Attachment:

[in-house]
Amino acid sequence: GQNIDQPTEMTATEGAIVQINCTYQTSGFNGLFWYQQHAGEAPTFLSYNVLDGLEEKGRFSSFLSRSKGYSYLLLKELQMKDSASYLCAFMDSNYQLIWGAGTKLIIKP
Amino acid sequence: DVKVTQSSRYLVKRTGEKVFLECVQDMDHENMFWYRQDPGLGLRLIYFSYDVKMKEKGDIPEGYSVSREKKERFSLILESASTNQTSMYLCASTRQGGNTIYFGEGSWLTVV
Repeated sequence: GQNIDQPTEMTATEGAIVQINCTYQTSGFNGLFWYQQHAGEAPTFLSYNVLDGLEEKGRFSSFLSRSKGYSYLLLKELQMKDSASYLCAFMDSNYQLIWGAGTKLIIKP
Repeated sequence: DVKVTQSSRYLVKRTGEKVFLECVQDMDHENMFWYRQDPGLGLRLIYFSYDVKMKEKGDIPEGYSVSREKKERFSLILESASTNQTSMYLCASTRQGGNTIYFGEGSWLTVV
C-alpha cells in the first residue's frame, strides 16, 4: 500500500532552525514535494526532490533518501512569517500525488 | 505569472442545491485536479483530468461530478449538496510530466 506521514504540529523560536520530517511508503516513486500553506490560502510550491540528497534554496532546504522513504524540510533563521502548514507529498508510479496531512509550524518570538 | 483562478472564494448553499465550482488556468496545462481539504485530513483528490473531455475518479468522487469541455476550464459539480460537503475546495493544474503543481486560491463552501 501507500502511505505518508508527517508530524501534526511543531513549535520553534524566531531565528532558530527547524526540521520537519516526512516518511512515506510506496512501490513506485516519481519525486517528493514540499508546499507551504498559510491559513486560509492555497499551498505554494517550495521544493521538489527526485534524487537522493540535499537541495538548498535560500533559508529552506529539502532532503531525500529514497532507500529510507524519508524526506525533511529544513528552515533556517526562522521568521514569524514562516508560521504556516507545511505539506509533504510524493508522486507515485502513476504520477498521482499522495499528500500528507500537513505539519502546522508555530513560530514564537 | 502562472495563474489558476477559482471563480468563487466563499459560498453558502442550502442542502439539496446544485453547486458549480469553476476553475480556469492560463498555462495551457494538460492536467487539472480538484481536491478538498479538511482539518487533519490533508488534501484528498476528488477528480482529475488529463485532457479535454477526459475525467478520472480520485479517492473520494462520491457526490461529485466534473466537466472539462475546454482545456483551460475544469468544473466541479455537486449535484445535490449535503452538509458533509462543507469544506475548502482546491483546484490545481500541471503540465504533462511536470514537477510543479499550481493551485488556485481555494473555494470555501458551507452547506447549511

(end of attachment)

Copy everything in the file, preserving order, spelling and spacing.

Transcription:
[in-house]
Amino acid sequence: GQNIDQPTEMTATEGAIVQINCTYQTSGFNGLFWYQQHAGEAPTFLSYNVLDGLEEKGRFSSFLSRSKGYSYLLLKELQMKDSASYLCAFMDSNYQLIWGAGTKLIIKP
Amino acid sequence: DVKVTQSSRYLVKRTGEKVFLECVQDMDHENMFWYRQDPGLGLRLIYFSYDVKMKEKGDIPEGYSVSREKKERFSLILESASTNQTSMYLCASTRQGGNTIYFGEGSWLTVV
Repeated sequence: GQNIDQPTEMTATEGAIVQINCTYQTSGFNGLFWYQQHAGEAPTFLSYNVLDGLEEKGRFSSFLSRSKGYSYLLLKELQMKDSASYLCAFMDSNYQLIWGAGTKLIIKP
Repeated sequence: DVKVTQSSRYLVKRTGEKVFLECVQDMDHENMFWYRQDPGLGLRLIYFSYDVKMKEKGDIPEGYSVSREKKERFSLILESASTNQTSMYLCASTRQGGNTIYFGEGSWLTVV
C-alpha cells in the first residue's frame, strides 16, 4: 500500500532552525514535494526532490533518501512569517500525488 | 505569472442545491485536479483530468461530478449538496510530466 506521514504540529523560536520530517511508503516513486500553506490560502510550491540528497534554496532546504522513504524540510533563521502548514507529498508510479496531512509550524518570538 | 483562478472564494448553499465550482488556468496545462481539504485530513483528490473531455475518479468522487469541455476550464459539480460537503475546495493544474503543481486560491463552501 501507500502511505505518508508527517508530524501534526511543531513549535520553534524566531531565528532558530527547524526540521520537519516526512516518511512515506510506496512501490513506485516519481519525486517528493514540499508546499507551504498559510491559513486560509492555497499551498505554494517550495521544493521538489527526485534524487537522493540535499537541495538548498535560500533559508529552506529539502532532503531525500529514497532507500529510507524519508524526506525533511529544513528552515533556517526562522521568521514569524514562516508560521504556516507545511505539506509533504510524493508522486507515485502513476504520477498521482499522495499528500500528507500537513505539519502546522508555530513560530514564537 | 502562472495563474489558476477559482471563480468563487466563499459560498453558502442550502442542502439539496446544485453547486458549480469553476476553475480556469492560463498555462495551457494538460492536467487539472480538484481536491478538498479538511482539518487533519490533508488534501484528498476528488477528480482529475488529463485532457479535454477526459475525467478520472480520485479517492473520494462520491457526490461529485466534473466537466472539462475546454482545456483551460475544469468544473466541479455537486449535484445535490449535503452538509458533509462543507469544506475548502482546491483546484490545481500541471503540465504533462511536470514537477510543479499550481493551485488556485481555494473555494470555501458551507452547506447549511